Christmas 1836

From Historical Hastings

The Hastings & St. Leonards Observer of the 27th of December, 1913 relates the following tale of a heavy snowfall over the Christmas Period in 1836[1]:-

"I cannot remember the exact date[a], but old men and women of Sussex have a vivid collection of that old fashioned Christmas Day. For several days all the stage coaches and mail coaches were prevented from making their journey to London."

"Letters of consequence, after much difficulty, were conveyed for several days by men on horseback. So great was the fall of snow on that Christmas Day that several persons lost their lives, some of them at Lewes, by snow that fell upon their cottages driven over the cliff.) More than one poor fellow was found in Sussex dead, covered by the snow."

"At that time I was one of the choirboys of St. Mary’s Church, and after the morning service I spent the remainder of the day at No. 1, Prior's Cottages, adjoining the Pelham Arms, kept at that time by Mr. Richard Chandler, called by most Hastings people at that time “Old Dick.” I was the guest of my grandfather and grandmother, both of them then alive. My grandfather was well known by all Hastings and St. Leonards people as ‘Old Joe Prior,’ a famous smuggler, who had been twice a prisoner, during the previous War with France, in a French prison. Snow began to fall upon Christmas Eve, and continued to fall all Christmas Day. It was rather a cold day, hardly any wind, so that those who were keeping the feast indoors had no idea how great was the fall. My home was not more than a quarter of a mile from my grandfather's, so that no one in his house knew what a dangerous journey was before me when I left the safe shelter of their home. I was a fairly strong boy at the time, and fearless too, as regards fear from encountering a walk in the snow. I had not, however, gone many steps from safety, before I found myself in difficulties. Ransom and Ridley’s Shipyard adjoined my) grandfather's. I managed to get safely round that yard, and past the Castle Hotel; towards the lower part of Wellington-square, the snow was up to the middle the whole way."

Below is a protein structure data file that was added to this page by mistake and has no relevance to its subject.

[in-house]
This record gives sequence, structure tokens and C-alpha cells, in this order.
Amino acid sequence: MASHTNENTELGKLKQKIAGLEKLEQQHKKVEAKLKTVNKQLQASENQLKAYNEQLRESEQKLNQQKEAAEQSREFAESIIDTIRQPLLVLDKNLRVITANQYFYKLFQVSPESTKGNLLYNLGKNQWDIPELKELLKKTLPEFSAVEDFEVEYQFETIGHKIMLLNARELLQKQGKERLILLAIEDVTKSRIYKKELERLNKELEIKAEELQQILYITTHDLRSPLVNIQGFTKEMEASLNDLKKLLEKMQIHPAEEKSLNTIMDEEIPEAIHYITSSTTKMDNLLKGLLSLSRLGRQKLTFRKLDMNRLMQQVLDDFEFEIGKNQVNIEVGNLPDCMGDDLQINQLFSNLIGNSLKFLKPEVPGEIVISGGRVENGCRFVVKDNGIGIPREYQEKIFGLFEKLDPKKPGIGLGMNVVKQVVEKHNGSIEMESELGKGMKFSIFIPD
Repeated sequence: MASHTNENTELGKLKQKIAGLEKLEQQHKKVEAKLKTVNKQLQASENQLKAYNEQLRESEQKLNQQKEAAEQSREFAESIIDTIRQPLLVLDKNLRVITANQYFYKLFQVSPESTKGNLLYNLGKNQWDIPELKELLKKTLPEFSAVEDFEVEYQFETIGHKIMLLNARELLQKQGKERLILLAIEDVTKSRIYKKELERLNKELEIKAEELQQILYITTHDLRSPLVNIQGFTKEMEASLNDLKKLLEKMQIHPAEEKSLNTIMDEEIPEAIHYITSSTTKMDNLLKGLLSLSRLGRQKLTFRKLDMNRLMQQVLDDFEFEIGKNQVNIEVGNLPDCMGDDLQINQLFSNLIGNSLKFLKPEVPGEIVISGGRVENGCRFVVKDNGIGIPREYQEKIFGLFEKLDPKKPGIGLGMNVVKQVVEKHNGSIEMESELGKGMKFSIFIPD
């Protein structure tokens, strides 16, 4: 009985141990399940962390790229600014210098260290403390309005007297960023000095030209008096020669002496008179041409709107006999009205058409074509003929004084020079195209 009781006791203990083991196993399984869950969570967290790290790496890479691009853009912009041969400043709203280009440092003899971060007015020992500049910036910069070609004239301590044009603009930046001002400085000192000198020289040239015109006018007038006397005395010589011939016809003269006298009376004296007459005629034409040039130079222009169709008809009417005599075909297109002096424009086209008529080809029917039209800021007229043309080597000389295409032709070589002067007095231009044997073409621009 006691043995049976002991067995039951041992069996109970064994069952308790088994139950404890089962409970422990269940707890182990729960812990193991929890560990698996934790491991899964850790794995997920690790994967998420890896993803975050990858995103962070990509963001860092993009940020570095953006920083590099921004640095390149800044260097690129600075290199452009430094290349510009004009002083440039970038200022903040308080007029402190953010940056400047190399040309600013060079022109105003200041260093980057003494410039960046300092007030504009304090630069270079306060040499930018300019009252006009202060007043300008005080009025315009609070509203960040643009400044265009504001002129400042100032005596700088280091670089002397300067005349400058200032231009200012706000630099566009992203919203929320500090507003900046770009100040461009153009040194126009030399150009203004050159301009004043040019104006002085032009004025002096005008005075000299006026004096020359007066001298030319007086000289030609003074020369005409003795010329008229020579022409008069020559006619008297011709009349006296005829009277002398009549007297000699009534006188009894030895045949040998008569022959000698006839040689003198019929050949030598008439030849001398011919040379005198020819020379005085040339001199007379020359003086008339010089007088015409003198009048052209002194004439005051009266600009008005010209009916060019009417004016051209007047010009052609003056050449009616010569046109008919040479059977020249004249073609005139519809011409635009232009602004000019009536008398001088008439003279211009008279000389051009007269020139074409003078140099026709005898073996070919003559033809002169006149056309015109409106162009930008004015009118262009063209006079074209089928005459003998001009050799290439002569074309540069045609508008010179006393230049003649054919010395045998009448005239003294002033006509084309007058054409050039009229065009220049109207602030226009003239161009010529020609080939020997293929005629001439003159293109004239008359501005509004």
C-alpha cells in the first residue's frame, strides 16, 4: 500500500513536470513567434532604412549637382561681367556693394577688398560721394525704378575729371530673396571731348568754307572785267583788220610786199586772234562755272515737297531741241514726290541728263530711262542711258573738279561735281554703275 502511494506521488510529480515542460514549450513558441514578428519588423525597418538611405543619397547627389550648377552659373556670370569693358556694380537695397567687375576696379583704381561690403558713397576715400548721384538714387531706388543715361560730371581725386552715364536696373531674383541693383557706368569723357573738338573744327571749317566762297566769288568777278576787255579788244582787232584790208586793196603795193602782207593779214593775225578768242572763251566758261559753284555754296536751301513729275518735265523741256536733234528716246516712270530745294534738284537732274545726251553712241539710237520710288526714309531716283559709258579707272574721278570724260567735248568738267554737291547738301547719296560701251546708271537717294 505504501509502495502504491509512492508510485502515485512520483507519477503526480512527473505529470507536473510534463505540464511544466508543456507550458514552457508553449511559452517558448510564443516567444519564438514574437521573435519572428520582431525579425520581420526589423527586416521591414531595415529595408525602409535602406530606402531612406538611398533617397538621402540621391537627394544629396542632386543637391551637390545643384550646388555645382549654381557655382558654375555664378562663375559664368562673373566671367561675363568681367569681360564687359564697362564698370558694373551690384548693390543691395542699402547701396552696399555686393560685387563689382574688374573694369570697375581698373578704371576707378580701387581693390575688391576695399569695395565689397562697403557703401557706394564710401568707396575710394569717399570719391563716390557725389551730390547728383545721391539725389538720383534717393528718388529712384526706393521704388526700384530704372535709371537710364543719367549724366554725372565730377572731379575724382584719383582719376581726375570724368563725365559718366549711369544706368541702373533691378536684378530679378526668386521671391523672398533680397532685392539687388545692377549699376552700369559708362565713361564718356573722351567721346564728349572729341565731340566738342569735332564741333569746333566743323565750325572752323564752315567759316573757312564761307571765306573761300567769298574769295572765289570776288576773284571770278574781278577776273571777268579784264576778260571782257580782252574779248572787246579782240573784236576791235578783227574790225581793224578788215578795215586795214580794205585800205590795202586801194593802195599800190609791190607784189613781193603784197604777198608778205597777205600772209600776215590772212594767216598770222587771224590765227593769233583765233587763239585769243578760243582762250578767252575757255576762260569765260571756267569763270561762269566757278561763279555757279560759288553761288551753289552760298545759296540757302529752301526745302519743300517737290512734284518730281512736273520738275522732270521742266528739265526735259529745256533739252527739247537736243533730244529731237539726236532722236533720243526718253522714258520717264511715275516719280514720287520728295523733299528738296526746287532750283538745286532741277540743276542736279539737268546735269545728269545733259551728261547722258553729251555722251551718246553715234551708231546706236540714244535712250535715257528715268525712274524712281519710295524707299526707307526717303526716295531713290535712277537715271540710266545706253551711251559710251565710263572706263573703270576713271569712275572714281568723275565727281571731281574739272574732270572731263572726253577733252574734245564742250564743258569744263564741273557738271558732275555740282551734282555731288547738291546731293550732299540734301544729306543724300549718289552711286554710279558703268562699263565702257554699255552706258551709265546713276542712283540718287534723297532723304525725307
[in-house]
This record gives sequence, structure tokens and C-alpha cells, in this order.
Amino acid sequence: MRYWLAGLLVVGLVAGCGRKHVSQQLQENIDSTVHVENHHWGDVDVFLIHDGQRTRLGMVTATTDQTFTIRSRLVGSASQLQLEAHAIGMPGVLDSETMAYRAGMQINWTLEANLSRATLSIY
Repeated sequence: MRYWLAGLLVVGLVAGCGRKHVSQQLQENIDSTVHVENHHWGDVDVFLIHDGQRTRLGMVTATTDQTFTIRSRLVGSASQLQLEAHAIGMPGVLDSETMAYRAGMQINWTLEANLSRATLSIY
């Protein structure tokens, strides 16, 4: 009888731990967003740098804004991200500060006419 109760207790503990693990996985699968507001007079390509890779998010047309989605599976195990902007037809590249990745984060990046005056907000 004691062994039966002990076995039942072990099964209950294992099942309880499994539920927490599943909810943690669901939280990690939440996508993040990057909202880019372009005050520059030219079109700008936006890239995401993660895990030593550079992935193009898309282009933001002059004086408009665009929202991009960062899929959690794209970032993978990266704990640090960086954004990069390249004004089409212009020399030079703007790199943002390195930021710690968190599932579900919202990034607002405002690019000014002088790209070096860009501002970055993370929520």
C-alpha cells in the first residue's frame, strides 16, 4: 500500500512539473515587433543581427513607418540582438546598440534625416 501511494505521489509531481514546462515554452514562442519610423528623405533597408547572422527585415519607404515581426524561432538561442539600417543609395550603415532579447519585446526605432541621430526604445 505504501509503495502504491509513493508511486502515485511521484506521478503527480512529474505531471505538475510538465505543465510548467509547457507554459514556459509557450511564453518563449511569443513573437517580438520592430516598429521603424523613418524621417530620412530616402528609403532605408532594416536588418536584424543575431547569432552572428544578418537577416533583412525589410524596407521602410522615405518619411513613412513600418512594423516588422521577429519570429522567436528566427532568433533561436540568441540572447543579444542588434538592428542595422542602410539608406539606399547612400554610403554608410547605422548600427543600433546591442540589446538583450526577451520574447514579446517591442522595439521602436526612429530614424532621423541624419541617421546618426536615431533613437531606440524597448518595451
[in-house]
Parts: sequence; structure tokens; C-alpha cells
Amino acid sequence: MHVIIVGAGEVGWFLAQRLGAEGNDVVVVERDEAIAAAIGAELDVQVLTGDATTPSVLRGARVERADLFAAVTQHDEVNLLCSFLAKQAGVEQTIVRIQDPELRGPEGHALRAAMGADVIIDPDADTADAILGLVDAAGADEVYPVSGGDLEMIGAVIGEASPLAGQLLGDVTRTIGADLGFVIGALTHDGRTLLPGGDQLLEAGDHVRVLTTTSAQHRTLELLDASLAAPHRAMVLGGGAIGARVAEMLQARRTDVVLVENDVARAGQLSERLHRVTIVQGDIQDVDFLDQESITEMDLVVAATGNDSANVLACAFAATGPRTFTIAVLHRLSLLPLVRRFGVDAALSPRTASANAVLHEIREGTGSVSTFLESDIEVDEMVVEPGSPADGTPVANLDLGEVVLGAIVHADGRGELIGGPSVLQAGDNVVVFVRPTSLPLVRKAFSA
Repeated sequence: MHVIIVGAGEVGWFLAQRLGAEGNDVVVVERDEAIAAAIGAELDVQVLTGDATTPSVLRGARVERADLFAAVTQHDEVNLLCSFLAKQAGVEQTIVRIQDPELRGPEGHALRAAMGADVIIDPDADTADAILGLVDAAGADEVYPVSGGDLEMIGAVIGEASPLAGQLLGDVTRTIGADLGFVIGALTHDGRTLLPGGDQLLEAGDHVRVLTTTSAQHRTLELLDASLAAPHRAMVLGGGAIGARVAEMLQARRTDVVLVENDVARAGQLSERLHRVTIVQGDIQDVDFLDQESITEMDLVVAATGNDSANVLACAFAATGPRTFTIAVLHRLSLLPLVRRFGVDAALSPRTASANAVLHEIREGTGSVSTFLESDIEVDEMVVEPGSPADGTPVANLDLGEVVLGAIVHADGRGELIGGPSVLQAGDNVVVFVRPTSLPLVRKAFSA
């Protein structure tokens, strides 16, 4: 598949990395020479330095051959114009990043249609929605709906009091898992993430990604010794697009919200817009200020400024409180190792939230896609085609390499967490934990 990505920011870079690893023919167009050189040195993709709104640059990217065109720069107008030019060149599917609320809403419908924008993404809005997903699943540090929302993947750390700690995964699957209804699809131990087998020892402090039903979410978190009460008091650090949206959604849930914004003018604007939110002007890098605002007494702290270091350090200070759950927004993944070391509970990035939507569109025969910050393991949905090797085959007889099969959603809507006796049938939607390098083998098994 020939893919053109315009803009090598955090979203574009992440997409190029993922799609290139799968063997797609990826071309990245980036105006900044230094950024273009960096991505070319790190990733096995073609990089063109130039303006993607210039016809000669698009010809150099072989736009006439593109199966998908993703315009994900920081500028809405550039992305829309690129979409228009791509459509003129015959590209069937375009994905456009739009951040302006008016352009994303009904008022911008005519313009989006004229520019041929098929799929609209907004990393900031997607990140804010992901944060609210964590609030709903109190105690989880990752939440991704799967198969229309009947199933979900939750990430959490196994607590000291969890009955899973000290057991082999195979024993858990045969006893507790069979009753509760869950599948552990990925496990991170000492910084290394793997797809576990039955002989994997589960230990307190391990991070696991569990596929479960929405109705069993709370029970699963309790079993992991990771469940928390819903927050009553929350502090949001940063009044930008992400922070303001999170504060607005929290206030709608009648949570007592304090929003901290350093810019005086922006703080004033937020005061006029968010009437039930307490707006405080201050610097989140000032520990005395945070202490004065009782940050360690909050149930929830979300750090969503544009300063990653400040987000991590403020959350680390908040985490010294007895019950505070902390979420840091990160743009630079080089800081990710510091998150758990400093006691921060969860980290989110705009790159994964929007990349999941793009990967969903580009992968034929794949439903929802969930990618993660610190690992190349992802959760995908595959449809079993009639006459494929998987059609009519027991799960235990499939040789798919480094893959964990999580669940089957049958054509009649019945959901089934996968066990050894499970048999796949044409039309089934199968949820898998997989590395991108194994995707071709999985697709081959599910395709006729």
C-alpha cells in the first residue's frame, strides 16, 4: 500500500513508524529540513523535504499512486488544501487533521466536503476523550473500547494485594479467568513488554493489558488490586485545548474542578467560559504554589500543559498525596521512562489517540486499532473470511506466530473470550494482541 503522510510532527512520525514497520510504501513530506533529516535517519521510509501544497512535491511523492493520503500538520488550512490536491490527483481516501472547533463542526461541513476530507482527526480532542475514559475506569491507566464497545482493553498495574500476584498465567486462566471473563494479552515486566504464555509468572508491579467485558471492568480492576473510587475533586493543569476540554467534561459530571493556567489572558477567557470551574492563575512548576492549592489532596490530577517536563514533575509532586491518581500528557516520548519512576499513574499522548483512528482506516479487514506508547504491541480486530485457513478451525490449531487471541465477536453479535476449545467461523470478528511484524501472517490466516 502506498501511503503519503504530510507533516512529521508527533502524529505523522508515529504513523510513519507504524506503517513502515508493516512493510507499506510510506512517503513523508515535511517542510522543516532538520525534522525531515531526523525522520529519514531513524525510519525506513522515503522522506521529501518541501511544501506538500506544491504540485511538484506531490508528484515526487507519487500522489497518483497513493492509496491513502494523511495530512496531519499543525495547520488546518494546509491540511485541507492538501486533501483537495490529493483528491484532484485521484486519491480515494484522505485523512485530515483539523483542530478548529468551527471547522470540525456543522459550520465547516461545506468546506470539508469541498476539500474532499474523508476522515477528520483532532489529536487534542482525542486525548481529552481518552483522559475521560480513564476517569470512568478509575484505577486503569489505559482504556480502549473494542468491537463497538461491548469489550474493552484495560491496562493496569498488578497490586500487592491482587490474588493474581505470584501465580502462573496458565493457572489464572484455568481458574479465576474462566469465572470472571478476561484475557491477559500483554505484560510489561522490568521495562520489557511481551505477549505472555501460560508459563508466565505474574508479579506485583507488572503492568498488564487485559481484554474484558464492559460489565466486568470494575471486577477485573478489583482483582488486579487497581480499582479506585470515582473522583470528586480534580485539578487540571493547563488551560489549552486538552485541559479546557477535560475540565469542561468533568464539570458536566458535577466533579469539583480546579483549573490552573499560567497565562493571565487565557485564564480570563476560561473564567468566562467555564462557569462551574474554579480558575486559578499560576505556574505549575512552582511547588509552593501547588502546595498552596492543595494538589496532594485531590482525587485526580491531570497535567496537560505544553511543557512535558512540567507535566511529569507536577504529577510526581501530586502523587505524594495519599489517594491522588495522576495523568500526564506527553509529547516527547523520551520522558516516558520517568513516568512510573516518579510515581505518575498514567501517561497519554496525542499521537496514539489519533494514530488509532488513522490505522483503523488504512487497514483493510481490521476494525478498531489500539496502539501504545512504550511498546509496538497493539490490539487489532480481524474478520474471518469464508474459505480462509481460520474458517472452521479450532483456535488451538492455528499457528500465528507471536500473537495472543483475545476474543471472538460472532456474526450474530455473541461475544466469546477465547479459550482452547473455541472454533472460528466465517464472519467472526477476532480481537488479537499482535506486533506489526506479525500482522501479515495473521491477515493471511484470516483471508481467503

"At that time the Baptist Chapel, now in Wellington-square, was not built, but there was a deep hole where the Chapel now is. I could not see the hole, and when I got beside it, struggling to get along the lower part of Wellington-square, I walked over the edge of the hole, and found myself buried under the snow. I was tired, in fact, exhausted, by the exertion, and felt inclined to lie still and sleep, but I remembered that to sleep might cause death, and I managed to get out and got through the Square. Then I had to cross a field called Hart's Field, that then divided Stonefield Cottages from the back of Wellington-square. How I did manage to get home was a wonder to all who knew of it the next day. My father started to fetch me, but got only a few yards from the house, as he said ‘it was impossible for any one to walk through the snow,' and that my grandfather would keep me till the morning. God helped me, and gave me strength to get through, for which I was_thankful."

"The day after Christmas Day, Hastings could have no vehicular traffic. When the snow was cast off the footways it was so high in the streets that people walking on either side could not see those walking on the other. It was several weeks before ali the snow could be carted from all the streets into the sea."

"Those who wish for an old fashioned Christmas, I think, would not like such a one as that. It will scarcely be credited, but it is true, that some of the snow that fell on that Christmas Day remained in Hastings till the first week in May following. I saw some in a field facing the north, on Mr. Porter's farm, laying in a little wood, then called a ‘shaw.’ It was a hollow place, in which, as a boy, I often gathered blackberries."

"I have oftentimes, not long since, read accounts of that famous snow storm in the uth of England in books and magazines, but I have never before told in print my cause to remember that Christmas Day. I remember more wet dull Christmas Days during the 89 I have enjoyed than white ones, and I can truely say that now, to me, a mild day, though not an old fashioned one, is a Christmas Day that I like."

References & Notes

  1. The Lewes avalanche permits us to date this to 1836 - Transcriber.